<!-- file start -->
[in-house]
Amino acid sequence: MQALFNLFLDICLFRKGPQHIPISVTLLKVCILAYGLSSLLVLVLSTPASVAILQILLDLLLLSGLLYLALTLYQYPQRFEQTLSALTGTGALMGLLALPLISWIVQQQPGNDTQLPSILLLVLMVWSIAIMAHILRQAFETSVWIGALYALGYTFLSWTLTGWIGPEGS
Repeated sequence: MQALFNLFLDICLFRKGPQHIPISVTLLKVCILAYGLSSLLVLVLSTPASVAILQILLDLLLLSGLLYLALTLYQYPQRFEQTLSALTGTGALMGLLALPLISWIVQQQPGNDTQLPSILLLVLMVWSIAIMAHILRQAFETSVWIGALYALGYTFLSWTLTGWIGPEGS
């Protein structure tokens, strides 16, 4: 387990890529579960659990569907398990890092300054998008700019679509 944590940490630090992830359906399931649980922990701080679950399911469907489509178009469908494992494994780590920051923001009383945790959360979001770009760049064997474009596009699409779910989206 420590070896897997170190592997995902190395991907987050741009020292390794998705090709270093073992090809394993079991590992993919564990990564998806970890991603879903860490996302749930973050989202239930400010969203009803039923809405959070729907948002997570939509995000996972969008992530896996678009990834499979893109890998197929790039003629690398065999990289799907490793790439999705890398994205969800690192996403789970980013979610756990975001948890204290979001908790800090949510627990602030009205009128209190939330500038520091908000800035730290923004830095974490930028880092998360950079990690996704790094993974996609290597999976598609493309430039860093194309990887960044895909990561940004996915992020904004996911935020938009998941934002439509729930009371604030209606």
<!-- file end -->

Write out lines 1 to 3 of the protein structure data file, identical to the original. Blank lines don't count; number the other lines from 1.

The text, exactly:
[in-house]
Amino acid sequence: MQALFNLFLDICLFRKGPQHIPISVTLLKVCILAYGLSSLLVLVLSTPASVAILQILLDLLLLSGLLYLALTLYQYPQRFEQTLSALTGTGALMGLLALPLISWIVQQQPGNDTQLPSILLLVLMVWSIAIMAHILRQAFETSVWIGALYALGYTFLSWTLTGWIGPEGS
Repeated sequence: MQALFNLFLDICLFRKGPQHIPISVTLLKVCILAYGLSSLLVLVLSTPASVAILQILLDLLLLSGLLYLALTLYQYPQRFEQTLSALTGTGALMGLLALPLISWIVQQQPGNDTQLPSILLLVLMVWSIAIMAHILRQAFETSVWIGALYALGYTFLSWTLTGWIGPEGS